Weeoo, weeoo, weeoo. The Pascometer is wailing on the population ponzi, strongly indicating that the days of mass immigration are indeed numbered: A little after Friday lunch, the population clock on the Australian Bureau of Statistics web site will tick over to 24.5 million. …The simplistic negative economic view of our migration program concentrates on

The post Pascometer burns red on population ponzi appeared first on MacroBusiness.

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Renew Economy Friday, June 23, 2017 - 12:01 Source

Energy Renaissance, backed by engineering group UGL, plans a gigawatt-scale battery storage factory in Darwin, that it says will begin production in late 2018.

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Renew Economy Friday, June 23, 2017 - 12:01 Source

Households and businesses in NSW will get paid for reducing loads during critical peaks, as governments and institutions decide to circumvent objections by fossil fuel lobby with smarter, cleaner and cheaper alternatives.

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Renew Economy Friday, June 23, 2017 - 12:01 Source

Households and businesses in NSW will get paid for reducing loads during critical peaks, as governments and institutions decide to circumvent objections by fossil fuel lobby with smarter, cleaner and cheaper alternatives.

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Renew Economy Friday, June 23, 2017 - 11:56 Source

Trump rants against wind energy, warning of lights going out and "birds falling to the ground".

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Renew Economy Friday, June 23, 2017 - 11:56 Source

$53.8 million will be invested for a series of major projects at Stanwell Power Station west of Rockhampton, over the next year.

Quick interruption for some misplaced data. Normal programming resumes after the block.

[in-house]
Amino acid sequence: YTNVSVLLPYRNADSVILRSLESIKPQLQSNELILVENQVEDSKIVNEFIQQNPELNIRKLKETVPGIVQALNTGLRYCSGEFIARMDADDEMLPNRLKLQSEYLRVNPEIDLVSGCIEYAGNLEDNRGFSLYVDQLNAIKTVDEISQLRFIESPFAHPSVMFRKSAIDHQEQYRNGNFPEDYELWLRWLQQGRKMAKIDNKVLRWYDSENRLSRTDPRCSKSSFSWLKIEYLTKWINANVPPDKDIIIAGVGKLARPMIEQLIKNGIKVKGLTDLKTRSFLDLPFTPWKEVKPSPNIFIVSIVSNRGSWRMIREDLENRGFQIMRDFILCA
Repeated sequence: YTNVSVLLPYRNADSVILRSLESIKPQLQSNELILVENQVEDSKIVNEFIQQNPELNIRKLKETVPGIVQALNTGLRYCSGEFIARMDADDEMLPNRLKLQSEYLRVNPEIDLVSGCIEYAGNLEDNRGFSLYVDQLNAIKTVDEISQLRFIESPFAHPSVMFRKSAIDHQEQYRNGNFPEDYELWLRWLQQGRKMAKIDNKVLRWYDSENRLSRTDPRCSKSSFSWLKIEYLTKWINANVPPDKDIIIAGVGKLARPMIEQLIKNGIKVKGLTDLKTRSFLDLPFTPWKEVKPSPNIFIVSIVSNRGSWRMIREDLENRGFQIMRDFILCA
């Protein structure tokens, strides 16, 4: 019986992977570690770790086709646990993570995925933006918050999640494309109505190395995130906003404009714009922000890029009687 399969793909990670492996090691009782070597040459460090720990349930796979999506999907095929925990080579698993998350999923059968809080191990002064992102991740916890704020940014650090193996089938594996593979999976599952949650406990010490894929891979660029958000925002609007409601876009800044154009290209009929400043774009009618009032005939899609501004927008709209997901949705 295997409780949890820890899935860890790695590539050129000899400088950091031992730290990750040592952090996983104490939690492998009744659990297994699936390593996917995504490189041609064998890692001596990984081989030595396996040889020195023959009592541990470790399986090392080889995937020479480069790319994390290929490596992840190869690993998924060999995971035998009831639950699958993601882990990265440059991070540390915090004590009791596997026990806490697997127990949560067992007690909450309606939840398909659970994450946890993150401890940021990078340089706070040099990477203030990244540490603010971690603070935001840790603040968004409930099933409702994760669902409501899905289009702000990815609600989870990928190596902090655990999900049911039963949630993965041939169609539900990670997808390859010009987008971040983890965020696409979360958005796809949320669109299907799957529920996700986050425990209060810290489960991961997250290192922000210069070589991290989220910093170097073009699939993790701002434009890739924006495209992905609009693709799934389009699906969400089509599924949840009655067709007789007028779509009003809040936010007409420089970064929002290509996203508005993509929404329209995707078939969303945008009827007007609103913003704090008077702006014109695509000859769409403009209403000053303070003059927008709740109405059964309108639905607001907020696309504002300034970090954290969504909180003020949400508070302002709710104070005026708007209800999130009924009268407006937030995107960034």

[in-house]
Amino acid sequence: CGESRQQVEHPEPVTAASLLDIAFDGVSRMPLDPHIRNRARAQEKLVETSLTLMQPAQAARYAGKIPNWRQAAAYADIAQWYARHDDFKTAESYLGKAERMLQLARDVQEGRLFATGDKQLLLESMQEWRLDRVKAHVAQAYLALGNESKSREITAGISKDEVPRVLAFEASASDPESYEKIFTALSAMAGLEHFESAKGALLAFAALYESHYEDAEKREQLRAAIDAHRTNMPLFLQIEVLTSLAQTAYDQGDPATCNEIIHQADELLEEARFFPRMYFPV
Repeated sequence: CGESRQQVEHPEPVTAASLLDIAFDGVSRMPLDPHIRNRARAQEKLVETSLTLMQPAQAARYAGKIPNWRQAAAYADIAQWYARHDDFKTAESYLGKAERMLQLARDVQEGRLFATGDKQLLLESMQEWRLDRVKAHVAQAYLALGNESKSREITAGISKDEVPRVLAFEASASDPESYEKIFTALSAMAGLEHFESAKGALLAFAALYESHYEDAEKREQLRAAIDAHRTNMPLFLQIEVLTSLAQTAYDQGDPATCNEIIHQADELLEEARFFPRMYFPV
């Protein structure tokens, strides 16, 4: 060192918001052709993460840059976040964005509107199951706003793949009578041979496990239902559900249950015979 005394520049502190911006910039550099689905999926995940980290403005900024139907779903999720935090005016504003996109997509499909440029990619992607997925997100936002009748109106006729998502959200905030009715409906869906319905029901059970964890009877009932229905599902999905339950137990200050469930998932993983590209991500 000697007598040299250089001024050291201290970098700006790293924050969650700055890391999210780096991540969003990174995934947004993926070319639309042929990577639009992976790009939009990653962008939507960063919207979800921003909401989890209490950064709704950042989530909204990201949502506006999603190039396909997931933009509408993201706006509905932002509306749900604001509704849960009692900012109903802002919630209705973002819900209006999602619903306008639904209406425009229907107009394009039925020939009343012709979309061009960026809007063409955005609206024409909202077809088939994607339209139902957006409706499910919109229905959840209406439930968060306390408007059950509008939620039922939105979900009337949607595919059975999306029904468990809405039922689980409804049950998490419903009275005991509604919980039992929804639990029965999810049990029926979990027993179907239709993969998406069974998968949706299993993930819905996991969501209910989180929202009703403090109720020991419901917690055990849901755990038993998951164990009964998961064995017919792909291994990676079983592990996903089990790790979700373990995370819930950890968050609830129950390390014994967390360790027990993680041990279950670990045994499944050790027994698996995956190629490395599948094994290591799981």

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Renew Economy Friday, June 23, 2017 - 11:32 Source

Trump's planned "solar wall" might take a century to generate enough power to pay for itself, but the fact that Trump said the word "solar" is lighting a fire under solar stocks.

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Renew Economy Friday, June 23, 2017 - 11:31 Source

We don't need as much inertia in the power system as many think, and with a few simple changes we won’t need to mandate inertia limits either. Here's why.

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Political Owl Friday, June 23, 2017 - 11:04 Source

I'm not a Foxtel man. The pension does not stretch far enough for that and I'm clearly not Robinson Crusoe. The ratings agencies tell me that. Shows like that of Andrew Bolt have a low thousands of viewers not the hundreds of thousands of something like the ABC's 7.30. Yet, I am slowly realising, that is irrelevant when it comes to measuring influence.Every morning when I do my Facebook and Twitter checks on the news of the day one of the most frequent words I come across are those of Andrew. The extracts of the highlights of his nightly The Bolt Report normally are repeated several times.